Russia Is Crushing Ukraine's Hopes for Energy Independence

Eastern Ukraine is home to nine-tenths of the country's coal and one of Europe's largest shale-gas deposits. Will the region soon be Moscow's?
A solar power station on the outskirts of Simferopol, Crimea. (Vasily Fedosenko/Reuters)

Russian intervention in eastern Ukraine has never looked more likely.

In events that eerily resemble the prelude to Russia's annexation of Crimea,  pro-Russian demonstrators have overtaken government buildings in the eastern Ukrainian cities of Kharkiv, Luhansk, and Donetsk, proclaiming a "people's republic" in Donetsk and snagging weapons and possibly hostages in Luhansk (Ukrainian police have regained control in Kharkiv). Oleksandr Turchynov, Ukraine's acting president, has blamed Moscow-organized instigators for the unrest, as fears mount in the West that Russia, whose troops are massed along Ukraine's eastern border, could seize Ukraine's industrial heartland next.

If that happens, Russian President Vladimir Putin would acquire various forms of leverage over the young, weak, and pro-Western Ukrainian government—including an often-overlooked one: Ukraine would have little hope of achieving energy independence from Russia.

Energy politics and Ukrainian politics are often the same thing. Around 40 percent of the energy Ukraine consumes comes from natural gas, according to the U.S. Energy Information Administration. Three-fifths of the 50 billion cubic meters of natural gas Ukraine uses each year is imported from Russia, with the rest domestically produced. This gives Russia a significant bargaining chip in its relations with Kiev—one that Moscow isn't afraid to use. Gazprom, a Russian energy conglomerate with close ties to the Kremlin, raised gas prices for Ukraine by 81 percent earlier this month, prompting Ukraine's interim prime minister, Arseniy Yatsenyuk, to accuse Russia of "economic aggression."

Even ousted Ukrainian President Viktor Yanukovych's pre-revolution government sought greater energy independence from Russia after bitter price disputes with Moscow and two gas-supply shutdowns in 2006 and 2009. A 2011 OECD analysis identified three major objectives for Ukraine's energy strategy: doubling electricity production between 2005 and 2030, shifting thermal power plants from gas-fired units to ones fueled by domestically produced coal, and increasing nuclear-power generation. Last August, Kiev approved a new energy strategy through 2030 to reduce its dependence on foreign-energy sources through investment in renewable-energy sources and greater utilization of domestic energy reserves.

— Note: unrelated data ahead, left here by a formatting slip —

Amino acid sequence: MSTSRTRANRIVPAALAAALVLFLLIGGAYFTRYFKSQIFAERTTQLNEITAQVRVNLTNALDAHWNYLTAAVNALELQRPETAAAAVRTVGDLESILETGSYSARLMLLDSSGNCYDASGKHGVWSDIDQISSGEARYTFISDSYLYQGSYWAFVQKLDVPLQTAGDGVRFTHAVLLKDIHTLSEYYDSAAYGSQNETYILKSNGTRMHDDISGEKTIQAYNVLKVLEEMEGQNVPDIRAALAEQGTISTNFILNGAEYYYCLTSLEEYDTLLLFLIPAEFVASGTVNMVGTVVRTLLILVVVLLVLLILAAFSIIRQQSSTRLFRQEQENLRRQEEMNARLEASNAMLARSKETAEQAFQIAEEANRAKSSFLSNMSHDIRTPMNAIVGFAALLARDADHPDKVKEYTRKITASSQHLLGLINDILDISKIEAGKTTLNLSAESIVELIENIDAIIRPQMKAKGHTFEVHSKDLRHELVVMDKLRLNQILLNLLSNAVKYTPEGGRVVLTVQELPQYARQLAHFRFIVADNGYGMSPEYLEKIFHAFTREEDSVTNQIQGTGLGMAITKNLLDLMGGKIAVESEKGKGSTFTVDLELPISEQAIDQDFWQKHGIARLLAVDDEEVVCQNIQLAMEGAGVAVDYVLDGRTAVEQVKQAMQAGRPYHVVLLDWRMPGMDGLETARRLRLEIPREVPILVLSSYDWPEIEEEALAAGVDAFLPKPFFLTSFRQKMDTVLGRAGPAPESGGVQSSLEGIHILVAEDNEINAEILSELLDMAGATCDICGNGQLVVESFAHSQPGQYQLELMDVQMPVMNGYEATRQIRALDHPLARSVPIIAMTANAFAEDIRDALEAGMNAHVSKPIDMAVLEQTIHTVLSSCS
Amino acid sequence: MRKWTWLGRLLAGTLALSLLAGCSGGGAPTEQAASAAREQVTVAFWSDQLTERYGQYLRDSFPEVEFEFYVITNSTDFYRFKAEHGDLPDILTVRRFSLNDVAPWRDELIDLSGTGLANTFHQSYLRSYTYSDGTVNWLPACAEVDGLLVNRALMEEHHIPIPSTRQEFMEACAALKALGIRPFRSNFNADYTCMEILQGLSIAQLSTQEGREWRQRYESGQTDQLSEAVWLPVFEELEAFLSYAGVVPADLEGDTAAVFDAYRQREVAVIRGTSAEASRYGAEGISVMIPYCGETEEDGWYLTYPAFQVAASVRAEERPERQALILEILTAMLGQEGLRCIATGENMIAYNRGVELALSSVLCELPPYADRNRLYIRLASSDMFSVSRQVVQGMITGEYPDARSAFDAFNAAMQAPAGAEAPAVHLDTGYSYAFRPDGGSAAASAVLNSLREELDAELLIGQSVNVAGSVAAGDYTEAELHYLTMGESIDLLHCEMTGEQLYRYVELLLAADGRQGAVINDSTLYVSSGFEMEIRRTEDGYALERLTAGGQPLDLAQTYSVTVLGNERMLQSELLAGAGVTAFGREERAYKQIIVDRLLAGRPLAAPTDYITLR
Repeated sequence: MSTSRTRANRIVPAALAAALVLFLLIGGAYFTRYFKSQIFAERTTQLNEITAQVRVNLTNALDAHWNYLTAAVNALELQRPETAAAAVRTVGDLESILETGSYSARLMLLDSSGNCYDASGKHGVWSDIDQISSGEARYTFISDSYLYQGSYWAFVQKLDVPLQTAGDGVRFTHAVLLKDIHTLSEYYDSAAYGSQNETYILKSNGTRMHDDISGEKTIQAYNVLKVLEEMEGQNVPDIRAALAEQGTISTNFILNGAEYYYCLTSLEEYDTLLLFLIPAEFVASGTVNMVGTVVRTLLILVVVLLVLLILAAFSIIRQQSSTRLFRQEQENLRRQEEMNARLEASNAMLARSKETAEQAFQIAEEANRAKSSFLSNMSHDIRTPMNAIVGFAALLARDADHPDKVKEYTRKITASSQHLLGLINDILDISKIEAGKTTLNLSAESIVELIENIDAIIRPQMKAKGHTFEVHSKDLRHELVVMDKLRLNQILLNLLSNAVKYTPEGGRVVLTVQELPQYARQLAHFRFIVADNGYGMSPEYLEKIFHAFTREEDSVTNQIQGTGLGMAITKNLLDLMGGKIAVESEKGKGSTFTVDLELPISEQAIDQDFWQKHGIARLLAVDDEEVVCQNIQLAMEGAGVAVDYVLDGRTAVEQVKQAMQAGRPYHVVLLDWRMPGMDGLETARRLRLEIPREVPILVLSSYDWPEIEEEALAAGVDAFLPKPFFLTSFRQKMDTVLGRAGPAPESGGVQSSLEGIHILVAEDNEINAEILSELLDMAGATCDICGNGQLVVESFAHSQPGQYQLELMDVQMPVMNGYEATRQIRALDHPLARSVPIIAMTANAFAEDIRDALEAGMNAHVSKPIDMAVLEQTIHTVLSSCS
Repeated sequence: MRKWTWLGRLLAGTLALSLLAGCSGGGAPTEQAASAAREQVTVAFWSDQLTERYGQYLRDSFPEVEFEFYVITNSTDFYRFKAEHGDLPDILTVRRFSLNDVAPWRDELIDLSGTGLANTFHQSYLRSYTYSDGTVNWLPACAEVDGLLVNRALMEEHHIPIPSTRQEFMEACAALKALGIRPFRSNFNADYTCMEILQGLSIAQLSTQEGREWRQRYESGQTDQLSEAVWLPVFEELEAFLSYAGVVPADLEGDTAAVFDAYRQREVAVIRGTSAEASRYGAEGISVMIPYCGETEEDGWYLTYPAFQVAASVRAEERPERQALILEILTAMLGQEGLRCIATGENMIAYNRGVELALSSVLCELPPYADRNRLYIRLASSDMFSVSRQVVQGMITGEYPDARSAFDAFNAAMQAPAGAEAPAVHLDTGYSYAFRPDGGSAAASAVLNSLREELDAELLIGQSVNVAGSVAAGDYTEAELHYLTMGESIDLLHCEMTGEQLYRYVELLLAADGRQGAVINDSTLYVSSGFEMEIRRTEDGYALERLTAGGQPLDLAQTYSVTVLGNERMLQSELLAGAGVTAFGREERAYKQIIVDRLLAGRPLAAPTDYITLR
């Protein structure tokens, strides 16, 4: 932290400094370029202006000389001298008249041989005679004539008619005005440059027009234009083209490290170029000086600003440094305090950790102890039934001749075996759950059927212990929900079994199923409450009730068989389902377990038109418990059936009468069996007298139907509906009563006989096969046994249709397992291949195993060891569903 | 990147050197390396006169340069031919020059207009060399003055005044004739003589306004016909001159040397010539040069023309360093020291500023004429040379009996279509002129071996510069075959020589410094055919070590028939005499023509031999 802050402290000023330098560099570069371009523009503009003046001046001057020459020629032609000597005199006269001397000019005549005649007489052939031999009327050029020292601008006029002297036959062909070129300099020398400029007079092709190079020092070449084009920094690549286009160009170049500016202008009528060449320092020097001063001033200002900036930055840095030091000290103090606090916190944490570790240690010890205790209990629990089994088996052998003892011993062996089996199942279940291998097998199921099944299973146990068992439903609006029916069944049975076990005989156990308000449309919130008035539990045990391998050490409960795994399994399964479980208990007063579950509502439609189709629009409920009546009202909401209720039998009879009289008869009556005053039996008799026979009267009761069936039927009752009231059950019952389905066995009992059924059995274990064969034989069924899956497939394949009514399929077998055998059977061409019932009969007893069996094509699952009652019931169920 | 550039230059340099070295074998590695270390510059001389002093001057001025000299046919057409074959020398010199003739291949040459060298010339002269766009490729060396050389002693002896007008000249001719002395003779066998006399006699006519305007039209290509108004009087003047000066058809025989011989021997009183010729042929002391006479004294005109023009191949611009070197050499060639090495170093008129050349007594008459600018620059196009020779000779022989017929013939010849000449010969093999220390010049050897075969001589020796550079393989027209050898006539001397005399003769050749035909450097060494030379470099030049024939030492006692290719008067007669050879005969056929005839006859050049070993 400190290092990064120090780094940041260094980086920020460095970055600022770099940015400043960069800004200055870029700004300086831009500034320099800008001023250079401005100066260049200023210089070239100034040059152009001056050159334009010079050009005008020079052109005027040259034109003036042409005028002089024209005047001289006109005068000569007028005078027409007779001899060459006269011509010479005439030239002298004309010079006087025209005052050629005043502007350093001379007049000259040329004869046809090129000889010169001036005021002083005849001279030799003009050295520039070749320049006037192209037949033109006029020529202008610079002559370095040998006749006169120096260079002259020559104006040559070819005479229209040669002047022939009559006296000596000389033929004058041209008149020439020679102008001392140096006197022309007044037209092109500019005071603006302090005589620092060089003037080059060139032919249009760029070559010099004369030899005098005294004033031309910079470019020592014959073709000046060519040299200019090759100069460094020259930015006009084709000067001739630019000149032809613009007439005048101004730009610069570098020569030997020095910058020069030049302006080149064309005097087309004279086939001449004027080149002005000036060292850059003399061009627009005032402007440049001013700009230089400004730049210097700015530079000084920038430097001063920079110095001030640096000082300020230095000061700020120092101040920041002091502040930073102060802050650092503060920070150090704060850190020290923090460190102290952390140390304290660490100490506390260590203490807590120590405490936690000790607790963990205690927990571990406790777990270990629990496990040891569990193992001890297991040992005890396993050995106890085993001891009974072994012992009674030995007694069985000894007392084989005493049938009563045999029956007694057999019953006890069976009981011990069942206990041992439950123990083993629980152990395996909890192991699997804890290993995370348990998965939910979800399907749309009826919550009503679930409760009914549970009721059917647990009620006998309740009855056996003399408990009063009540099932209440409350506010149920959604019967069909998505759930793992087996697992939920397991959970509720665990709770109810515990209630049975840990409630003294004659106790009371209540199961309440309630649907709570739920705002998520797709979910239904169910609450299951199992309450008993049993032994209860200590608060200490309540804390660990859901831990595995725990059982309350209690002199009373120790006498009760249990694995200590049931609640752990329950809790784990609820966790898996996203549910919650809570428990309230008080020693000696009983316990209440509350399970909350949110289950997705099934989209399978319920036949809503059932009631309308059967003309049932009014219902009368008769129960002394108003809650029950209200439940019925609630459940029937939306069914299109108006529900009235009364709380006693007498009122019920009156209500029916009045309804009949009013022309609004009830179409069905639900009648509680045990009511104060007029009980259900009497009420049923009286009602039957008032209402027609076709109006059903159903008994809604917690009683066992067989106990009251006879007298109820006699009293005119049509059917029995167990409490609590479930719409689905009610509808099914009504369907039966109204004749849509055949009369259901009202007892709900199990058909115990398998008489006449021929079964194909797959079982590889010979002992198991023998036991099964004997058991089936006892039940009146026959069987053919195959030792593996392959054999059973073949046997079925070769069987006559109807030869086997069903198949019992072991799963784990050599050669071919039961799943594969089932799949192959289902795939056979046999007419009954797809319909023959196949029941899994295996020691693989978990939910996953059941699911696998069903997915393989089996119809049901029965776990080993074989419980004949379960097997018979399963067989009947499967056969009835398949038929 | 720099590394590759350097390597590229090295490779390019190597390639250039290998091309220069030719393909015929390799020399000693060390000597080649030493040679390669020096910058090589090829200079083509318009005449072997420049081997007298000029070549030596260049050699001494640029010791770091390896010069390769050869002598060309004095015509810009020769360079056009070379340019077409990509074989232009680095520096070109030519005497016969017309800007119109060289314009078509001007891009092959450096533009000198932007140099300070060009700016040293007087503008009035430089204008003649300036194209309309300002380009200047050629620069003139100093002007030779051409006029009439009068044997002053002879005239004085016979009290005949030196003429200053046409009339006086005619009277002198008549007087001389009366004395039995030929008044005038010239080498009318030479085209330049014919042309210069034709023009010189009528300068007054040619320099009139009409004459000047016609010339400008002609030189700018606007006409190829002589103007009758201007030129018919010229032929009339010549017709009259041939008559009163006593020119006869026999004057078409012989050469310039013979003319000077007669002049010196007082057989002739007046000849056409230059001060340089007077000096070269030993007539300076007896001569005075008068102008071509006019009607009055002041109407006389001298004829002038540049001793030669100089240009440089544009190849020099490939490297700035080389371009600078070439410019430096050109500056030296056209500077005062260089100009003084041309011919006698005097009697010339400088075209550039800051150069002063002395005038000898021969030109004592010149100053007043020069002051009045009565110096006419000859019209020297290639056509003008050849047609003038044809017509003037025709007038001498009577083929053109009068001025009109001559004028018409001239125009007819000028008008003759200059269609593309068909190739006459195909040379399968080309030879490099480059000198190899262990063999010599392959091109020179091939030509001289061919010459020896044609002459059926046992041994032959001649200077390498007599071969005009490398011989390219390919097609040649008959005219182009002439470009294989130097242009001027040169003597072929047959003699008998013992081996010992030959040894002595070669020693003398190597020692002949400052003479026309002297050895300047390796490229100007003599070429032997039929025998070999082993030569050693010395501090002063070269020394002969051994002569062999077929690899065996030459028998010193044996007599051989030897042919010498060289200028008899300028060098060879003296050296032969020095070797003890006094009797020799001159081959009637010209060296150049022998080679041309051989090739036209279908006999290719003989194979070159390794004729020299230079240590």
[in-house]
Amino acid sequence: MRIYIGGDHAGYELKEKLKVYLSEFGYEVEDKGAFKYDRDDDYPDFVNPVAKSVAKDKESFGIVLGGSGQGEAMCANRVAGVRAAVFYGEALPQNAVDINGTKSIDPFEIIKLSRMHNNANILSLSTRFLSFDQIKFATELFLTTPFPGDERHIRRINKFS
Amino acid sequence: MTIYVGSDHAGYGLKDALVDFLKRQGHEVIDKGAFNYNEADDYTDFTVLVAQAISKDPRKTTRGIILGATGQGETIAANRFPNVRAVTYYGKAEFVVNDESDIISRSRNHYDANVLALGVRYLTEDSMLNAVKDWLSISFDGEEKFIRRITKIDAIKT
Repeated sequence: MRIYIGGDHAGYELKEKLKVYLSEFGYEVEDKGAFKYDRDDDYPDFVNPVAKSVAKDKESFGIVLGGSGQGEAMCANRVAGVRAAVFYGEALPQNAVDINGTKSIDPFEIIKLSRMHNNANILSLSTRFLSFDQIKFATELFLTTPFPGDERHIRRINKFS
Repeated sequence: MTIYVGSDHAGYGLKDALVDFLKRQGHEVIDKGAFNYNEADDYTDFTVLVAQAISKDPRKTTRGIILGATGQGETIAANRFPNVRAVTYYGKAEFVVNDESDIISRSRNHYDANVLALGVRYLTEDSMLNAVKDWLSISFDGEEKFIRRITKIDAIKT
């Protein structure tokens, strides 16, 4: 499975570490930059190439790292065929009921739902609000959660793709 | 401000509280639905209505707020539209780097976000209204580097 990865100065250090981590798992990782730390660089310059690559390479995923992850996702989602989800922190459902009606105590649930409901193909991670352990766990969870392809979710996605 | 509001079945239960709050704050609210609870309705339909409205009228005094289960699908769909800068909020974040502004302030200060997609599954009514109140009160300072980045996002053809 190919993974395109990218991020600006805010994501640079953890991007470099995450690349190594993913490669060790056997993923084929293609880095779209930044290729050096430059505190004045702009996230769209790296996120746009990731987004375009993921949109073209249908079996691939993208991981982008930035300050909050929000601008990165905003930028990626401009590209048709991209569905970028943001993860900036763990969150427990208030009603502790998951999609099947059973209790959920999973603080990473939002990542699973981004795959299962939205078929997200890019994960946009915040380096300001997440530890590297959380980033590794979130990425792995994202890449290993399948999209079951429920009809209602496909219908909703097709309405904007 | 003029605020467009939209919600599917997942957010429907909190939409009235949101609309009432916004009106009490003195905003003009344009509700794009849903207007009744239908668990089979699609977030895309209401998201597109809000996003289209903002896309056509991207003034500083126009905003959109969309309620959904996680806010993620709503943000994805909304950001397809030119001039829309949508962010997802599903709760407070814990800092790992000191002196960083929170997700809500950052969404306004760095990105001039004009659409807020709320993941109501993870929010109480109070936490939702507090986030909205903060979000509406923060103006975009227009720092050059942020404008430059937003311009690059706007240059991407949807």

Unfortunately for Ukraine, the Crimean peninsula was crucial to the country's energy-diversification plans. Yanukovych had opened negotiations with Azerbaijan, Russia's last remaining ex-Soviet energy rival, as part of his effort to build a liquid-natural-gas pipeline terminal on Crimea's Black Sea coast. The peninsula also sits atop vast underwater gas basins in the Black Sea, estimated to contain between 4 and 13 trillion cubic meters of natural gas. As Ukraine's southernmost territory, the peninsula has the highest solar-energy potential in the country and already featured one of Europe's largest photovoltaic parks. Its mountainous coastline holds strong wind-energy potential, with seven wind plants already built there and more planned before the crisis. But all of that infrastructure and investment now rests in Russian hands.

A Ukrainian operator controls pipes at the main gas pipeline in the village of Boyarka, near the capital Kiev. (Ivan Chernichkin/Reuters)

The loss of Crimea only further weakened Ukraine's already-tenuous energy security. Almost all of the fuel for Ukraine's 15 state-owned nuclear reactors, which accounts for almost half of the electricity the country generates, comes from Russia. Ukraine's domestic reserves of uranium are paltry, and it lacks the enrichment capacity to turn what it does have into usable fuel. Russia, by comparison, is a net uranium exporter to Europe and owns nearly half of the world's enrichment capacity.

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Matt Ford is an associate editor at The Atlantic, where he oversees the National Channel and works on social media.

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